ness talks books

crocodile on the sandbank: amelia is single until she isn’t

Let’s pretend I haven’t taken a long hiatus from this blog (HI HOW ARE YOU FORGIVE ME), and let me tell you about the first book from a series that I would happily tattoo on my body. (Though, because such real estate is limited, I’ll just write about it here.) It’s the Amelia Peabody series by Elizabeth Peters AKA Barbara Mertz and it is most excellent.

Amelia Peabody inherited two things from her father: a considerable fortune and an unbendable will. The first allowed her to indulge in her life’s passion. Without the second, the mummy’s curse would have made corpses of them all. 

goodreads blurb

This is … the beginning of everything. And I think, once you’ve read the whole series, it’s very much worth coming back to reread this one. You will gain an entirely new perspective. Different interactions will take on a great more worth and meaning once you’ve seen how everything plays out.

CROCODILE ON THE SANDBANK

I must admit – I view this book through rose-tinted glasses. With fond eyes. That sort of thing – but if you read this and think oh there’s stuff that I like but other things that are a little meh (cough the mummy cough) then continue on with the series because let me promise you: it only gets better. Everything is up from here. All the stuff you love will be present IN SPADES. Yes. I love this series. No, I don’t have any chill.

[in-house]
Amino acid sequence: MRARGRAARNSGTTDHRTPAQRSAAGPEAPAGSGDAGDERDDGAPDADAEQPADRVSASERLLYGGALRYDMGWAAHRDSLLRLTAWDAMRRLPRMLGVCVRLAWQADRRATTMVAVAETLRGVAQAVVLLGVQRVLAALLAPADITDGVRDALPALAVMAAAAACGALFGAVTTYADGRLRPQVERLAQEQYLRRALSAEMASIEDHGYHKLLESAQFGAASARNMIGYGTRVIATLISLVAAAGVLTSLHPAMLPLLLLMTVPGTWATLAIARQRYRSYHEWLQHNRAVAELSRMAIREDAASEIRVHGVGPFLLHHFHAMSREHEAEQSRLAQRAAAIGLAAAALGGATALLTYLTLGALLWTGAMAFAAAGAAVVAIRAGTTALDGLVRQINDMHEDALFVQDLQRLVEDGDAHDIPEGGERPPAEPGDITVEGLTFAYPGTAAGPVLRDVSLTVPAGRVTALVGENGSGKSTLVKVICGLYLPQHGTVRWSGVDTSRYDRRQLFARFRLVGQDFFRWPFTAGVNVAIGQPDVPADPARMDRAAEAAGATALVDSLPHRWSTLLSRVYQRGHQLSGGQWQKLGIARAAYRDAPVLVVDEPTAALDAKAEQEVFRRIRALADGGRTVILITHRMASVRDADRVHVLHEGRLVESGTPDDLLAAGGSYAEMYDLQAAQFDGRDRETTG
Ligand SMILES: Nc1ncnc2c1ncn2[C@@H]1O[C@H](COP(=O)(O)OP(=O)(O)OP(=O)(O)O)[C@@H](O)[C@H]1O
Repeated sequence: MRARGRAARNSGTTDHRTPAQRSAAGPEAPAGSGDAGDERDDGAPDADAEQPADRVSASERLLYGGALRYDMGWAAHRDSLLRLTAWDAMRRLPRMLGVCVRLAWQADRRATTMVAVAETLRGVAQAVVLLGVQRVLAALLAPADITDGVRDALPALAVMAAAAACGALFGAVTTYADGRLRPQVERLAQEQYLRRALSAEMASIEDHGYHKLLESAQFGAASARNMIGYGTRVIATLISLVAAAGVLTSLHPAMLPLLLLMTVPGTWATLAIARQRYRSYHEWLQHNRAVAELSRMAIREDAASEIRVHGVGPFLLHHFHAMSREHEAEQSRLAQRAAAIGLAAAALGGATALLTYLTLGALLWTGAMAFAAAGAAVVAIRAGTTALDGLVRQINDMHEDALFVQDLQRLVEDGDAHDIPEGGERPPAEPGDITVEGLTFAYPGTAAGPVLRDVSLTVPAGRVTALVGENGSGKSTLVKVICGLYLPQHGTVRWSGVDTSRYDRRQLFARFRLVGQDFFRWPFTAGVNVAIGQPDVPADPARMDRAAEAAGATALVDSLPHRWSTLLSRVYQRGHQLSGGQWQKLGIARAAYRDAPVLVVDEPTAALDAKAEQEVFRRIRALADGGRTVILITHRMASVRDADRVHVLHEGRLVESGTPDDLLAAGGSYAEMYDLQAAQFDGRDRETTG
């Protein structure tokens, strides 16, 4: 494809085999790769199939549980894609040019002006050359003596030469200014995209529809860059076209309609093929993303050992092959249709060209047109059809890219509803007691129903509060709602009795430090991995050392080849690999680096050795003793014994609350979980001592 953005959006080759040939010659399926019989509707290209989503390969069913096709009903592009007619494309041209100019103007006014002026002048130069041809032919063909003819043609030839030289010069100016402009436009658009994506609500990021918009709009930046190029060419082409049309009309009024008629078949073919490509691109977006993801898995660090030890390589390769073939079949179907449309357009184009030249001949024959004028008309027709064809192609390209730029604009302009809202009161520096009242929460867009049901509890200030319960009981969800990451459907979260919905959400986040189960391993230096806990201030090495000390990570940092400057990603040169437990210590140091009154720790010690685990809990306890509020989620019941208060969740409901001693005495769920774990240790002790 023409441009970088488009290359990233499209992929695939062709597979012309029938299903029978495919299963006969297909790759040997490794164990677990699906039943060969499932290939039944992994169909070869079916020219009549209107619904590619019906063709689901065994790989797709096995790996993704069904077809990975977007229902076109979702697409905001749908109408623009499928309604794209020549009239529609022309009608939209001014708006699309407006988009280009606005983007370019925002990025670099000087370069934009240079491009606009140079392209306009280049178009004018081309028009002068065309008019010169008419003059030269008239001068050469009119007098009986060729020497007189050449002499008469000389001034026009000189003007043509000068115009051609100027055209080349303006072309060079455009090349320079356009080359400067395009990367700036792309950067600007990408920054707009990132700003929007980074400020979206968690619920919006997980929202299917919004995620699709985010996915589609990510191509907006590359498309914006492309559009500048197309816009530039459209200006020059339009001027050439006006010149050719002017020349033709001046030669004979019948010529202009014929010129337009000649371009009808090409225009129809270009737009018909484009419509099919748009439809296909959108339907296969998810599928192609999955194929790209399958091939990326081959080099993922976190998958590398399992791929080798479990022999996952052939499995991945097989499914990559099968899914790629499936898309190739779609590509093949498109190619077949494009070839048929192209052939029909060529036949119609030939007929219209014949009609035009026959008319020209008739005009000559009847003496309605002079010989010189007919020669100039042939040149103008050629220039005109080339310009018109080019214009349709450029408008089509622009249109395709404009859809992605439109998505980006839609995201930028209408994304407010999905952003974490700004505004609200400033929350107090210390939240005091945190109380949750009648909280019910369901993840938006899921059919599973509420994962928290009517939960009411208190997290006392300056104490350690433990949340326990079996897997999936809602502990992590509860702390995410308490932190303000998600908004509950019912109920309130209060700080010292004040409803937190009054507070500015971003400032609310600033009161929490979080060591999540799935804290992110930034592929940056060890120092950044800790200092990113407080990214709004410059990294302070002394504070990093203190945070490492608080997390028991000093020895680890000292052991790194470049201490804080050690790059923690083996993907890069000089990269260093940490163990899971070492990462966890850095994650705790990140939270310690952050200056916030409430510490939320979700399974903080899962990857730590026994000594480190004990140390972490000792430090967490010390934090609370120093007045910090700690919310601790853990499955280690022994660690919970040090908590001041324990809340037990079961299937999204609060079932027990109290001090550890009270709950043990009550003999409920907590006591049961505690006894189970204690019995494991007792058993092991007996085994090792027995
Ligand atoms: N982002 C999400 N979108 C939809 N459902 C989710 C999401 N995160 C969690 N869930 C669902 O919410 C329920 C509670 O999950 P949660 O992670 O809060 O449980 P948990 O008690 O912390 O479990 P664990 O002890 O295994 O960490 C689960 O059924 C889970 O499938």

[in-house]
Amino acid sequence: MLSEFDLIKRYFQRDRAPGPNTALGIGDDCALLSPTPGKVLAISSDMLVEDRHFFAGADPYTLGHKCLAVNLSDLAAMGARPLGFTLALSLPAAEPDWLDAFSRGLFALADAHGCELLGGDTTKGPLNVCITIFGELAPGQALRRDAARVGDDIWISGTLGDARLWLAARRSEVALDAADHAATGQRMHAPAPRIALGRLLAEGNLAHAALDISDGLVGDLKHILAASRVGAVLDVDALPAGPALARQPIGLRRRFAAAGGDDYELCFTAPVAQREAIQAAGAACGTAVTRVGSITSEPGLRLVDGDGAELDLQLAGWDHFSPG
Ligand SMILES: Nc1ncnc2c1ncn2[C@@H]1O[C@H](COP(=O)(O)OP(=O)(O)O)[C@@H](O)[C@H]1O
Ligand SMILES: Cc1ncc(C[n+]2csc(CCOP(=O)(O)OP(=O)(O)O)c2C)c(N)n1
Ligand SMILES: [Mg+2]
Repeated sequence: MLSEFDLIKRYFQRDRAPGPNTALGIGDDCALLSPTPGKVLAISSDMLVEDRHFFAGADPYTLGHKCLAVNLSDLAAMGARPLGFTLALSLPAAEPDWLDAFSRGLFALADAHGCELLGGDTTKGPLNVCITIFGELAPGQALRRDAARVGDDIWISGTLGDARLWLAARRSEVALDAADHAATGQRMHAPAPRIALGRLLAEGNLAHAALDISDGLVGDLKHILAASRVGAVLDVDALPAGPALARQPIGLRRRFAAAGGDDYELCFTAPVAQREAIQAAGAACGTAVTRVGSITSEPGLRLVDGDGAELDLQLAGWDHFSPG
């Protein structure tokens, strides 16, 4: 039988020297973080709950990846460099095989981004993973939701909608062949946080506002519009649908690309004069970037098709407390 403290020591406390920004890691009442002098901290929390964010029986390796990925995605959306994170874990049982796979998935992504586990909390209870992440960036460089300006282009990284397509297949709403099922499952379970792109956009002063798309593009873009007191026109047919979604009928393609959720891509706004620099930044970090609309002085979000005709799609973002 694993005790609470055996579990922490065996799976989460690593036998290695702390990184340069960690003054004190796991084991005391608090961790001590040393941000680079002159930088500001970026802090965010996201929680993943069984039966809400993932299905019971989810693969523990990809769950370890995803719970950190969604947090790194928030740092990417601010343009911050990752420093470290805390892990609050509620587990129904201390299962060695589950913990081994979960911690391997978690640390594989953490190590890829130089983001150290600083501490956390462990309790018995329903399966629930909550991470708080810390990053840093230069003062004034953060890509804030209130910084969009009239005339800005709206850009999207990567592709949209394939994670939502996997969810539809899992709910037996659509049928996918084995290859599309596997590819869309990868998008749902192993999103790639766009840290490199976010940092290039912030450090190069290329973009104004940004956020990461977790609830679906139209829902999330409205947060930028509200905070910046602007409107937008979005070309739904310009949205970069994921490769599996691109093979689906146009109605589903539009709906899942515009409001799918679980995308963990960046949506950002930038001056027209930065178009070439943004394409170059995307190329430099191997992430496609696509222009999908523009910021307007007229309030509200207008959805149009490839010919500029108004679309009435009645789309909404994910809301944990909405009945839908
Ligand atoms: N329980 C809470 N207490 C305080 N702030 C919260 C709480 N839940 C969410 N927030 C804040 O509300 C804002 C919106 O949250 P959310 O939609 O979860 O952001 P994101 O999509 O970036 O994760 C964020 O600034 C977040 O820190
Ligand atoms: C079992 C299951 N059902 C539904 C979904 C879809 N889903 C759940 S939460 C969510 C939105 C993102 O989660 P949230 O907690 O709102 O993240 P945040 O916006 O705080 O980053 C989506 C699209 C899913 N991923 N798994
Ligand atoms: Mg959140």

THE MYSTERY

There’s a curse! There’s a mummy haunting the archaeological camp! What will we do?? When in danger, when in doubt, run in circles, scream and shout! (I’m a poet …)

“Stop,” he ordered, in a low but compelling voice. “Do not take another step, or I fire! Dash it,” he added vexedly, “does the monstrosity understand English? How absurd this is!”

“It understands the gesture, at least,” I called, thrusting head and shoulders through the window. “Lucas, for pity’s sake, seize it! Don’t stand there deriding its linguistic inadequacies!”

It’s fun. Is it A++ Agatha-Christie-wishes-she-could-write-this? No. It’s not. It’s good, but it’s not great. But I’m not here for the mystery in this one. I’m here for the characters. More specifically, I’m here for Amelia Peabody and Radcliffe Emerson.

THE ROMANCE

Amelia starts off single as the last pringle in a pringle tube. She meets Emerson who is … cares for two things: his brother, Walter, and Egyptology. (And not necessarily in that order.) He is handsome. He is tall. He blusters. He immediately starts a battle of wits with Amelia.